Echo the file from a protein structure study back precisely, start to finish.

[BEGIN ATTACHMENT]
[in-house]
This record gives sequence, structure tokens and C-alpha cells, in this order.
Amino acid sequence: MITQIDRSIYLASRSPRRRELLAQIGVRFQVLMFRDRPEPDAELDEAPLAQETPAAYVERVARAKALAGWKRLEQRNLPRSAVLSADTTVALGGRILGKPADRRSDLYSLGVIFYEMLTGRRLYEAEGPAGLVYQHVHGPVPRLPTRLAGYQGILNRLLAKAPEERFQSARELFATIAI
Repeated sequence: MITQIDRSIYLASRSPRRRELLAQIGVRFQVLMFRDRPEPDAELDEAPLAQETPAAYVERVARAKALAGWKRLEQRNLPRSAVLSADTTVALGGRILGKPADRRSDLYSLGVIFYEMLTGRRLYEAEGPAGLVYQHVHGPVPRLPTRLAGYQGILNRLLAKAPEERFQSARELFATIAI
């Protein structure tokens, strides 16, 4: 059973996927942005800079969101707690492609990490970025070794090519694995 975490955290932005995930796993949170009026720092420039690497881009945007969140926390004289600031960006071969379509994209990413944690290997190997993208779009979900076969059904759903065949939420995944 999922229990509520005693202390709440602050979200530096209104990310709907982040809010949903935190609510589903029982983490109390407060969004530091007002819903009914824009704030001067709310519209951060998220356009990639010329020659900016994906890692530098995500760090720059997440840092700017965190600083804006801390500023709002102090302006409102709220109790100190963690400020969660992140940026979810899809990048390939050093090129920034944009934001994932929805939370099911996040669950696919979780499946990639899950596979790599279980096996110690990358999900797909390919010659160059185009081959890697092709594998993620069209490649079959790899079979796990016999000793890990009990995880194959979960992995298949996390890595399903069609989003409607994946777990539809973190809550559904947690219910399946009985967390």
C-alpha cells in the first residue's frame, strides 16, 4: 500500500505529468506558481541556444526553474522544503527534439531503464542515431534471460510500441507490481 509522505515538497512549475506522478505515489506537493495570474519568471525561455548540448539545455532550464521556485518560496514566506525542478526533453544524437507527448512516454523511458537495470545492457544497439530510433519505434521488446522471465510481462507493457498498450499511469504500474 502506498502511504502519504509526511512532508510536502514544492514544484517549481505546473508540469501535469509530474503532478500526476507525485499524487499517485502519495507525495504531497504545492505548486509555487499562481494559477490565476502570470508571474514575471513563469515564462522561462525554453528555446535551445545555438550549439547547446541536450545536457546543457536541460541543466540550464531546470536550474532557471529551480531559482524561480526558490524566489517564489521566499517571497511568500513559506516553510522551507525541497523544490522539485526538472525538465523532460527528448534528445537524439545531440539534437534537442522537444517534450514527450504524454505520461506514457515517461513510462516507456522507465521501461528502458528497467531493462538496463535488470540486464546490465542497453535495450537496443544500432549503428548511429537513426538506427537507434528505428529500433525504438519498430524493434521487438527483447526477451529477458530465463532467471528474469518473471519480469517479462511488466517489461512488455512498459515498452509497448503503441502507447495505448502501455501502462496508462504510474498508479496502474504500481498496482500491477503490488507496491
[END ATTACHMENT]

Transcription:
[in-house]
This record gives sequence, structure tokens and C-alpha cells, in this order.
Amino acid sequence: MITQIDRSIYLASRSPRRRELLAQIGVRFQVLMFRDRPEPDAELDEAPLAQETPAAYVERVARAKALAGWKRLEQRNLPRSAVLSADTTVALGGRILGKPADRRSDLYSLGVIFYEMLTGRRLYEAEGPAGLVYQHVHGPVPRLPTRLAGYQGILNRLLAKAPEERFQSARELFATIAI
Repeated sequence: MITQIDRSIYLASRSPRRRELLAQIGVRFQVLMFRDRPEPDAELDEAPLAQETPAAYVERVARAKALAGWKRLEQRNLPRSAVLSADTTVALGGRILGKPADRRSDLYSLGVIFYEMLTGRRLYEAEGPAGLVYQHVHGPVPRLPTRLAGYQGILNRLLAKAPEERFQSARELFATIAI
């Protein structure tokens, strides 16, 4: 059973996927942005800079969101707690492609990490970025070794090519694995 975490955290932005995930796993949170009026720092420039690497881009945007969140926390004289600031960006071969379509994209990413944690290997190997993208779009979900076969059904759903065949939420995944 999922229990509520005693202390709440602050979200530096209104990310709907982040809010949903935190609510589903029982983490109390407060969004530091007002819903009914824009704030001067709310519209951060998220356009990639010329020659900016994906890692530098995500760090720059997440840092700017965190600083804006801390500023709002102090302006409102709220109790100190963690400020969660992140940026979810899809990048390939050093090129920034944009934001994932929805939370099911996040669950696919979780499946990639899950596979790599279980096996110690990358999900797909390919010659160059185009081959890697092709594998993620069209490649079959790899079979796990016999000793890990009990995880194959979960992995298949996390890595399903069609989003409607994946777990539809973190809550559904947690219910399946009985967390």
C-alpha cells in the first residue's frame, strides 16, 4: 500500500505529468506558481541556444526553474522544503527534439531503464542515431534471460510500441507490481 509522505515538497512549475506522478505515489506537493495570474519568471525561455548540448539545455532550464521556485518560496514566506525542478526533453544524437507527448512516454523511458537495470545492457544497439530510433519505434521488446522471465510481462507493457498498450499511469504500474 502506498502511504502519504509526511512532508510536502514544492514544484517549481505546473508540469501535469509530474503532478500526476507525485499524487499517485502519495507525495504531497504545492505548486509555487499562481494559477490565476502570470508571474514575471513563469515564462522561462525554453528555446535551445545555438550549439547547446541536450545536457546543457536541460541543466540550464531546470536550474532557471529551480531559482524561480526558490524566489517564489521566499517571497511568500513559506516553510522551507525541497523544490522539485526538472525538465523532460527528448534528445537524439545531440539534437534537442522537444517534450514527450504524454505520461506514457515517461513510462516507456522507465521501461528502458528497467531493462538496463535488470540486464546490465542497453535495450537496443544500432549503428548511429537513426538506427537507434528505428529500433525504438519498430524493434521487438527483447526477451529477458530465463532467471528474469518473471519480469517479462511488466517489461512488455512498459515498452509497448503503441502507447495505448502501455501502462496508462504510474498508479496502474504500481498496482500491477503490488507496491